Language Selection

English French German Italian Portuguese Spanish

Developers threaten to leave CentOS

Filed under
Linux

This is an Open Letter to Lance Davis from fellow CentOS Developers

It is regrettable that we are forced to send this letter but we are left with no other options. For some time now we have been attempting to resolve these problems:

You seem to have crawled into a hole ... and this is not acceptable.

You have long promised a statement of CentOS project funds; to this date this has not appeared.

You hold sole control of the centos.org domain with no deputy; this is not proper.

You have, it seems, sole 'Founders' rights in the IRC channels with no deputy ; this is not proper.

When I (Russ) try to call the phone numbers for UK Linux, and for you individually, I get a telco intercept 'Lines are temporarily busy' for the last two weeks. Finally yesterday, a voicemail in your voice picked up, and I left a message urgently requesting a reply. Karanbir also reports calling and leaving messages without your reply.

Please do not kill CentOS through your fear of shared management of the project.

Clearly the project dies if all the developers walk away.

Please contact me, or any other signer of this letter at once, to arrange for the required information to keep the project alive at the 'centos.org' domain.

Sincerely,

Russ Herrold
Ralph Angenendt
Karanbir Singh
Jim Perrin
Donavan Nelson
Tim Verhoeven
Tru Huynh
Johnny Hughes

Posted Here




what bothered me within the CentOS project

dag.wieers.com: Now that the cat is out of the bag I can discuss one part of what bothered me within the CentOS project for more than 2 years. Something which was unknown to outsiders, but also not discussable inside of the project because of the fear of the repercussions of bringing up this topic during a meeting. If you cannot discuss, you cannot fix.

The CentOS project does not have any recurring expenses, the project works with volunteers. And those volunteers pay with their own time, their own resources and sometimes travel expenses (for those who joined one of the promotion events). The project does get hardware and bandwidth donations and they are very valuable. In the end there is no need for money to keep the project running as-is.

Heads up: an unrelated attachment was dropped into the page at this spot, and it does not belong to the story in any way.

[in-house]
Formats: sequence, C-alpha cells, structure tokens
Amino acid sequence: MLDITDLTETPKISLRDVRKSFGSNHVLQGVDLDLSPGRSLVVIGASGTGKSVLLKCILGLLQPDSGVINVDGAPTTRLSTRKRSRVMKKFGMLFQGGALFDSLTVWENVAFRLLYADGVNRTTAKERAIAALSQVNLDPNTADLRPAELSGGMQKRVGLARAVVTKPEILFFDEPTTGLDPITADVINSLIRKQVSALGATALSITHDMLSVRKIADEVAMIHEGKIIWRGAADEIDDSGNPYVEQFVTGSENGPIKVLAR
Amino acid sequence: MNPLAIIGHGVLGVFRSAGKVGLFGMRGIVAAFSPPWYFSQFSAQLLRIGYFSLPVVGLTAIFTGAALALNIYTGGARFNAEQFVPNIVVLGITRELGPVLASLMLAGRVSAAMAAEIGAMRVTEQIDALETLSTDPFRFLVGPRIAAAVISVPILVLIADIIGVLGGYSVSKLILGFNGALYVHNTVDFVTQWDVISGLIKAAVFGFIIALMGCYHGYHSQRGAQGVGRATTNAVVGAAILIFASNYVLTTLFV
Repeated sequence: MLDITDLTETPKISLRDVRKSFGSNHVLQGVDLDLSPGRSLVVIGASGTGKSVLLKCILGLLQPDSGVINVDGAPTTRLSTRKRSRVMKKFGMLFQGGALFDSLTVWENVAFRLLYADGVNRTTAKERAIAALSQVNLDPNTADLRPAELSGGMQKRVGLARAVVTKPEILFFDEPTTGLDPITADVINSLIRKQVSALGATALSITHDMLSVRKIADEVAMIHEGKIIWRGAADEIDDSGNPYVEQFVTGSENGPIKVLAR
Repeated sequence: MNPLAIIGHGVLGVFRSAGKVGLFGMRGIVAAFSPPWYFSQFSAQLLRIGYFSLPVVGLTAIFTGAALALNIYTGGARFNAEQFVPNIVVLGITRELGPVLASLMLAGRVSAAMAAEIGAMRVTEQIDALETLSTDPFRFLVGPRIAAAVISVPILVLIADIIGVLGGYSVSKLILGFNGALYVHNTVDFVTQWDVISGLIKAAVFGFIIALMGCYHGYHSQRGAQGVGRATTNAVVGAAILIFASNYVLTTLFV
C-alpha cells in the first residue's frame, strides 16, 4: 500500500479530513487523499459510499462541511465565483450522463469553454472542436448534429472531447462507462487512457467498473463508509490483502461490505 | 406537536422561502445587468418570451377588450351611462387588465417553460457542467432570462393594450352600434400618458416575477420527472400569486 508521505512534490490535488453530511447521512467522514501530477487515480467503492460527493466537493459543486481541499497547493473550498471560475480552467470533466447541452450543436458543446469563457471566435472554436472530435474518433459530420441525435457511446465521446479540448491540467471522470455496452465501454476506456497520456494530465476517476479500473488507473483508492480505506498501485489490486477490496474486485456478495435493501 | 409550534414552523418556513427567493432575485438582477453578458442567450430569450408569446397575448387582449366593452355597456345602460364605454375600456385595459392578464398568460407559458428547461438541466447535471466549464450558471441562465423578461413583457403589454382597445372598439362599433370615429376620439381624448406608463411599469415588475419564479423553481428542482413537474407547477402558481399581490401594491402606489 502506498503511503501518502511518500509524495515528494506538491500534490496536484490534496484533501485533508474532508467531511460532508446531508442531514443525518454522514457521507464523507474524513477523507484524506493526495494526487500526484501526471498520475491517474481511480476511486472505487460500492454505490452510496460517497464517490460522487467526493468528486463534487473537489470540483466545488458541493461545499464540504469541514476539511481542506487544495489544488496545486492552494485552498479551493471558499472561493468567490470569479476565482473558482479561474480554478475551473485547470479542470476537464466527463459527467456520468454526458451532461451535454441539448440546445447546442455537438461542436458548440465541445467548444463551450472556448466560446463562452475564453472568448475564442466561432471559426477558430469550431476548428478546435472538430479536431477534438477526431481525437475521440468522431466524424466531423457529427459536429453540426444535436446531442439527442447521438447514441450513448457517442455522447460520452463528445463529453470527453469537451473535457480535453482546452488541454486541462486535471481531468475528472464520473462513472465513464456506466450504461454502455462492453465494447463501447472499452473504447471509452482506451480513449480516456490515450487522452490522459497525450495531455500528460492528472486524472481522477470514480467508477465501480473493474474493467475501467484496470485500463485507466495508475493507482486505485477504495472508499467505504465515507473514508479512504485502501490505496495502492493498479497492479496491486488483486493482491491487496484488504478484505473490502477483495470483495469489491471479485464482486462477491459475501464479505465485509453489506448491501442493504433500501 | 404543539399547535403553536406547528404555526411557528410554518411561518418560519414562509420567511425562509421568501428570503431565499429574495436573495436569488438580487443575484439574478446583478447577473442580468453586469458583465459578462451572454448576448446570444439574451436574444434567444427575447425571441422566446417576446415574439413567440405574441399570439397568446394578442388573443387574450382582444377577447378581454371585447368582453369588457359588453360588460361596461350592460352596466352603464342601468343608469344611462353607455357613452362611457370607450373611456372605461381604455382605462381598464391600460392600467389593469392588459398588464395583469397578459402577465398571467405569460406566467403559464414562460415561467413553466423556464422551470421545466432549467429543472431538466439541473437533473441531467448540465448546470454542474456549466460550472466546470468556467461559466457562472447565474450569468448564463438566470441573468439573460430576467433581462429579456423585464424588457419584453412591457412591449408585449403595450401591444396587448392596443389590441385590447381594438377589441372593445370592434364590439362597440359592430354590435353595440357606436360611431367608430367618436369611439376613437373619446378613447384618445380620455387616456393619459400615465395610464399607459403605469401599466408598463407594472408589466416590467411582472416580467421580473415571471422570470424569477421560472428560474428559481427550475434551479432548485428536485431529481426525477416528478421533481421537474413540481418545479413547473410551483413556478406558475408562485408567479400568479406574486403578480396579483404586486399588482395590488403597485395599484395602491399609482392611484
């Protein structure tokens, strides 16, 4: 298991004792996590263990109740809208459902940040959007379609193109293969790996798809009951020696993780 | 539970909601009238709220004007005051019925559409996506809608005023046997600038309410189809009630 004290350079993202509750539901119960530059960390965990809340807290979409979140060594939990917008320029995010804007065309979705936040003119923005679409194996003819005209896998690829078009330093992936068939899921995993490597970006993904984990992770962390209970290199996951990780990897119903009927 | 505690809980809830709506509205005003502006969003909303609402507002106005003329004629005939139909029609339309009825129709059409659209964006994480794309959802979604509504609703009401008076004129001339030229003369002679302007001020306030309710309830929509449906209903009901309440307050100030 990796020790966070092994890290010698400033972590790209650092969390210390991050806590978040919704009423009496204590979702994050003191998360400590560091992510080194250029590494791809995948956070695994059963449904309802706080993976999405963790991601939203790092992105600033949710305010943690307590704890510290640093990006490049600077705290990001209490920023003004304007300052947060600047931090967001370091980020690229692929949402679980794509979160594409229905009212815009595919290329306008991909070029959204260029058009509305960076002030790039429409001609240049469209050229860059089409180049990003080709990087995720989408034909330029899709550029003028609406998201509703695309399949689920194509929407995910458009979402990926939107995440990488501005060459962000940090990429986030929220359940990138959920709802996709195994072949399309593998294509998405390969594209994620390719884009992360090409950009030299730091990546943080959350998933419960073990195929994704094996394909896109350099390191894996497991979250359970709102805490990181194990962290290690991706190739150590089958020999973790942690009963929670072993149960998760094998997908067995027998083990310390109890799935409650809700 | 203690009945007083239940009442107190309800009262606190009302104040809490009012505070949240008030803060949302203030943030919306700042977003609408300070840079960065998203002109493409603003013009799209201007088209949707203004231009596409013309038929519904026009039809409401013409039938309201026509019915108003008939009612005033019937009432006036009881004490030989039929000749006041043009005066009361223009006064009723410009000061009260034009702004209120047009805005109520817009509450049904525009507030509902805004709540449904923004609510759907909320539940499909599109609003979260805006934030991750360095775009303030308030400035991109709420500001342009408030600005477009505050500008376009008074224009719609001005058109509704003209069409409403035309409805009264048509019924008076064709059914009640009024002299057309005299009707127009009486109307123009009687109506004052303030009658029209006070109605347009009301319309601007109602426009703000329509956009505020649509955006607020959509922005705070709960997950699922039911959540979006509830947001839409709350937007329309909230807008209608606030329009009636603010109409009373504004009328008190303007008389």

But that of course does not mean that money couldn't help grow the project and that is why (I think) initially when the project was set up there was an effort to raise money. Google adsense, sponsorship on the website and even Paypal donations from users. How much, I cannot say because I don't know. I heard some vague numbers, likely in the 4 digits EUR range per month but real figures are only known by one person.

rest here

Growing unrest within the CentOS project

h-online.com: Several well-known developers within the CentOS project have published an open letter to Lance Davis. Davis is one of the founders of the project which releases the Linux distribution, a free clone of Red Hat Enterprise Linux (RHEL).

According to the letter, Davis holds numerous key positions, but has been inactive and unreachable for quite some time. There are no deputies for some of the areas he controls. Davis reportedly offered to provide a statement of the CentOS project's funds but hasn't done so – although he is the only one who has access to the project's Google AdSense and PayPal accounts. These accounts provide the funds to meet the project's running costs.

rest here

Red Hat Enterprise clone poised to 'die'

theregister.co.uk: According to six concerned CentOS developers, the Red Hat Enterprise Linux clone is poised on the edge of the abyss.